A person who per your description is “behaving like a teenager” is an adolescent, no matter whether they are 11 years old or 21 — or 51, 71, or 91.

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    Is that not a logical contradiction? That most people choose to be adults or are forced into it, yet a large number remain adolescents. I guess it's possible, but sounds strange.
    – Celeritas
    Commented May 12, 2014 at 23:54

Consider using one of these to describe such behavior:

  • childish
  • sophomoric

You can call him an infantile person.



  1. of or pertaining to a child or to childhood.
  2. childishly foolish, immature or trivial.

I'll concede this answer lacks some of what you're after - i) it's gender independent, ii) I typically associate the term with the behavior (the verb it's applied to is puerile) and not the person/object (in which case the noun it's applied to would be puerile).

Based on the question though, you may not even be after a word associated with immaturity. For example, "preferring to enjoy" oneself might be better described by hedonistic, and for "shunning responsibilities" simply irresponsible.

I guess if one were feeling particularly mean, a puerile, hedonistic, irresponsible adult.

  • Wow, that's a very good word for this, but I've never even seen it before...
    – Mdev
    Commented May 14, 2014 at 8:00

Do you mean a nonadult? That's the best thing I can think of. You can also call this person a peter pan, since he/she doesn't want to grow up.

  • I like this answer. "He was such a non-adult, eternally engrossed in his online games and trading collectables." It works, ya know? Commented May 12, 2014 at 11:56
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    I disagree; saying non-adult is oxymoronic because by definition (he is 40 years old) he is an adult. So he literally can't be a non-adult.
    – TylerH
    Commented May 14, 2014 at 0:13
  • But, methaphorically, you can use the term "non-adult", as you can describe him as a peter pan Commented May 14, 2014 at 0:16

From a medical/psychiatric view point, such a person may have a borderline adult personality disorder.

  • What is "borderline adult personality disorder"? A google search turns up only this answer. Commented May 13, 2014 at 18:14
  • @TrevorWilson I believe it's just borderline personality disorder with the age explicit in the name.
    – Mdev
    Commented May 14, 2014 at 7:59
  • Borderline personality disorder is much more than immaturity.Think Glenn Close in Fatal Attraction.
    – GMB
    Commented May 16, 2014 at 3:23

I would normally call that person a big baby.

My grandmother still calls me juvenile.

  • A big baby is someone who is easily upset by petty matters, or who takes offence ridiculously easily. That's one form of immaturity, yes, but I don't think it's a complete answer to the question.
    – TRiG
    Commented May 12, 2014 at 14:46

A man in his 40s who acts as if he were still a teenager? I have an expression for a "man" who has never grown up.

I'd call him a boy because he acts as a child.

child: an immature or irresponsible person

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    At some level, this very much reminds one of that ancient parable that we in English have come to call The Fable of the Ants and Grasshopper. See also the lupine quote I give in my answer for a more direct expression of this.
    – tchrist
    Commented May 11, 2014 at 21:04
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    @Mari-LouA There is a difference between being 'childlike' and being 'childish'. The latter usually implies immaturity and shunning of responsibility while the former doesn't. An adult can be childlike in that he or she feels young at heart, is trusting and somewhat naive, or has hobbies that are more enjoyed by the younger crowd. This doesn't necessarily mean the said person is irresponsible or temperamental like the stereotypical teenager. Commented May 12, 2014 at 3:21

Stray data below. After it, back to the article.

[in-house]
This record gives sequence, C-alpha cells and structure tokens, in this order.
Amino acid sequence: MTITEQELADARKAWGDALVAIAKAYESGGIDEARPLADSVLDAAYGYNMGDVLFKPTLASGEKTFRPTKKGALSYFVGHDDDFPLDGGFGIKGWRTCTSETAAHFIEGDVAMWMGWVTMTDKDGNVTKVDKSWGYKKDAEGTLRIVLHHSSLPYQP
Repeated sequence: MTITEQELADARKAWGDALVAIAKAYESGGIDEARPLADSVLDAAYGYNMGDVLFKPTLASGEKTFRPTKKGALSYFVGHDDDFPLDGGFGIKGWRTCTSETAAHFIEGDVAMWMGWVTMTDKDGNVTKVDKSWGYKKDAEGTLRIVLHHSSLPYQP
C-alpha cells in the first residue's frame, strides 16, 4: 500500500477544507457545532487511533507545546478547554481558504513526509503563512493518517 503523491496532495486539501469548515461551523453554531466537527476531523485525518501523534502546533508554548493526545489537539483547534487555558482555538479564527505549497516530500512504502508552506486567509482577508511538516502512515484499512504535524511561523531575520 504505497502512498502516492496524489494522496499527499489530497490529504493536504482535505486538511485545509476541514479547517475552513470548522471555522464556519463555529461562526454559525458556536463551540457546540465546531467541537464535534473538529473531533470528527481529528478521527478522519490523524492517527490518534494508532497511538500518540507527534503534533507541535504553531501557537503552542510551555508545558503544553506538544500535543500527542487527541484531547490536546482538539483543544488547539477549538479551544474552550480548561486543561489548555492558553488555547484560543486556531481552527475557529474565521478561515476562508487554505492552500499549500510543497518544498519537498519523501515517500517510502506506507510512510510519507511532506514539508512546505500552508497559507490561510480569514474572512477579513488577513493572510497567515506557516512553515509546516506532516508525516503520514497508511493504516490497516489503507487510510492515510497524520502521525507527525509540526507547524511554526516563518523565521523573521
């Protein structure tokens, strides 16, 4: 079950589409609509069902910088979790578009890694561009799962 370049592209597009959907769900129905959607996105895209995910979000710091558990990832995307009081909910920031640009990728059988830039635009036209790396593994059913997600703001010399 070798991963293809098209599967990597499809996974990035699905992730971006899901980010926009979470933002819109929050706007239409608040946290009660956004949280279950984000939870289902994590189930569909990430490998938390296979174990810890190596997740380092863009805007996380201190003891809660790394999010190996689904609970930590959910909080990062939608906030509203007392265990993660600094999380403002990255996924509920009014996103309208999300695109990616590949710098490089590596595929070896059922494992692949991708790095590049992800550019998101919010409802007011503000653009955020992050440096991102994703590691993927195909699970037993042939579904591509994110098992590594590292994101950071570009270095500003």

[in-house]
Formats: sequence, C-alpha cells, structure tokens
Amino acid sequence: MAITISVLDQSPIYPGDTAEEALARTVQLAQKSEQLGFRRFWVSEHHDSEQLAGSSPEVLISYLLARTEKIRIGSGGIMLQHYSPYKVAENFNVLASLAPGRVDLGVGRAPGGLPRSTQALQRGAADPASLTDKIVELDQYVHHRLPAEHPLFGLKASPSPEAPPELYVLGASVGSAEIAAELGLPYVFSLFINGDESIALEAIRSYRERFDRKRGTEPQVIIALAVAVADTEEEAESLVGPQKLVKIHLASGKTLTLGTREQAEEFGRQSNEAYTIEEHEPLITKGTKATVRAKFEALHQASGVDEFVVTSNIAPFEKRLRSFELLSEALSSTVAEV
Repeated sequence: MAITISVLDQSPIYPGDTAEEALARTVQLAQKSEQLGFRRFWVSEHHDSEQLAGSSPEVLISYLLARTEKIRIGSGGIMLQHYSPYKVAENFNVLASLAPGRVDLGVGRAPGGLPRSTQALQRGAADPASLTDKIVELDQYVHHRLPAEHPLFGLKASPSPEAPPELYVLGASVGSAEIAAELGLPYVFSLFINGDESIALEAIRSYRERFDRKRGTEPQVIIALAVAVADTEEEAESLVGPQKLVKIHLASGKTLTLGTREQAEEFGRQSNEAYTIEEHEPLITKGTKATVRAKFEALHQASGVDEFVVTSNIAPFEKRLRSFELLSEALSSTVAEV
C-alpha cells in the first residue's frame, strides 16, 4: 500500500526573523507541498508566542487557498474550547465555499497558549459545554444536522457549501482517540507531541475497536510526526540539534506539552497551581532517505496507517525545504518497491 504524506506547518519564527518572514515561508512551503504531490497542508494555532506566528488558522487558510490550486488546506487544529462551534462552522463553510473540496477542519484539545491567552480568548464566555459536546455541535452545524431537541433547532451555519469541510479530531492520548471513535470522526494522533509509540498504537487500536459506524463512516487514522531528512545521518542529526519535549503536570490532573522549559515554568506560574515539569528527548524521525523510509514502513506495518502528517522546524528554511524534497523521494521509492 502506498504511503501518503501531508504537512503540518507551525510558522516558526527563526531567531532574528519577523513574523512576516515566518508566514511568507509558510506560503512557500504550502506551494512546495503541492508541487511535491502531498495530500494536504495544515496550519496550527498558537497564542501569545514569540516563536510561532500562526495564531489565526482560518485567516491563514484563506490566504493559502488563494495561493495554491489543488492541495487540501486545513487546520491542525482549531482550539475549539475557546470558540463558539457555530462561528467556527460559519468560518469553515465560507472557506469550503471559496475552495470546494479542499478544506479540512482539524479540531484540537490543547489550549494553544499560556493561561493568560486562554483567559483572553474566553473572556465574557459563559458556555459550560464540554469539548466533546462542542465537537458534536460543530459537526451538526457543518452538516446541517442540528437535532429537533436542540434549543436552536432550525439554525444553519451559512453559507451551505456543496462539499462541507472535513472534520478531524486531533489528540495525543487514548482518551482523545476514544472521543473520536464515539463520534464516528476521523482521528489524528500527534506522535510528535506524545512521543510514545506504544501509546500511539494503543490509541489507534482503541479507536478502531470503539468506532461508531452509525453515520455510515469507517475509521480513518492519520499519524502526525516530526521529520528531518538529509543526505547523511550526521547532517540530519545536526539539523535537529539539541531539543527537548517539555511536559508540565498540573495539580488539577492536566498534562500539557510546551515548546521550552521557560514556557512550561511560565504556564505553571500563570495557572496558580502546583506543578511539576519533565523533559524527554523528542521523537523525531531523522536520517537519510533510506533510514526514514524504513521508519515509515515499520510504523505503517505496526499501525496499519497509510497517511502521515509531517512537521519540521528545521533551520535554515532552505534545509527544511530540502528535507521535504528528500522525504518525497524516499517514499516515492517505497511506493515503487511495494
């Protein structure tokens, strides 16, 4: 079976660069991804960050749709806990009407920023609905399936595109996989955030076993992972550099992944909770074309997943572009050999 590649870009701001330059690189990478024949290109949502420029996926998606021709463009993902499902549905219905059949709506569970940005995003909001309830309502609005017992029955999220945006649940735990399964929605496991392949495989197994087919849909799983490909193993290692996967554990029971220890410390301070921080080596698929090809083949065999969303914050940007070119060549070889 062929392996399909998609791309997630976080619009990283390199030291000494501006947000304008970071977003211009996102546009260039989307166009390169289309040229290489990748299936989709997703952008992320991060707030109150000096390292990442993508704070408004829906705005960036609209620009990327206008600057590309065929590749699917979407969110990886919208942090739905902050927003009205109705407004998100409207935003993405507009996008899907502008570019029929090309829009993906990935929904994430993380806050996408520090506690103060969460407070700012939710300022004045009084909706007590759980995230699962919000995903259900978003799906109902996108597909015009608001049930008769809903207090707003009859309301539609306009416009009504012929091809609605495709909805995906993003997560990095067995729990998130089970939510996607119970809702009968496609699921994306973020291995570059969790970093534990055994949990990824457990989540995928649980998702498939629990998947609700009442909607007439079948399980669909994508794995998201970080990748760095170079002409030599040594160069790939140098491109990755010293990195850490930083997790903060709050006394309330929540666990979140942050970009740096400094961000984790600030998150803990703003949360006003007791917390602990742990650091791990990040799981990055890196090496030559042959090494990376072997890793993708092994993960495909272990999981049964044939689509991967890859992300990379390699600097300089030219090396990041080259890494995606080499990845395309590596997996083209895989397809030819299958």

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    Mari - you rock, thanks. If you were 17 I'd phone you up to go to a discotheque in my red convertible since I have no job ;-) (BTW I think what you describe in your post is more the "playboy idiot" type than the "Mammoni" type. I believe, possibly, the OP was asking more about the "Mammoni" type. As I mentioned above I believe in Japan in particular there are many words for the "Mammoni" phenomenon, since it is a huge socio-economic problem for that country; no children.)
    – Fattie
    Commented May 12, 2014 at 7:34
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    PlayBOY exactly :) A neologistic term might be "middle-aged kid/boy".
    – Mari-Lou A
    Commented May 12, 2014 at 7:37
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    Mari-Lou: there is a common term used in the media in the US and that is Man-child:...also to describe for a man that is physically an adult, but mentally/emotionally immature.. Many of Judd Apatow's movies are described where the protagonist is a 'manchild' someone who is middlea-ged and in middle-aged situations, but acts with the mentality of a teenager.
    – Mitch
    Commented May 12, 2014 at 13:50

This is probably not always fair or applicable to specific instances, but often such ones are called bachelors or playboys.


In France, we would call that kind of person "adulescent."

Consider "kidult and "adultescent."

adultescent: a young adult or middle-aged person that has interests, traits, etc., that are usually associated with teenagers.

kidult: an adult who is interested in forms of entertainment such as video games, TV shows, etc. that are intended for children.

In the way of adjectives, "adolescent" sounds like a good fit.

adolescent: emotionally or intellectually immature.

  • Indeed so, for no road leads out of adolescence save by way of adoloration.
    – tchrist
    Commented May 11, 2014 at 20:05

I call that person "unfledged".


I would call such a person a free spirit or wise man.

“Woe to the downpressors,” I would say.

  • What is a downpressor?
    – tchrist
    Commented May 12, 2014 at 23:04
  • @tchrist I could be wrong, but I believe a downpressor is an old, old wooden ship. Commented May 12, 2014 at 23:13
  • @tchrist - for downpressor google Peter Tosh
    – paulkayuk
    Commented May 14, 2014 at 11:48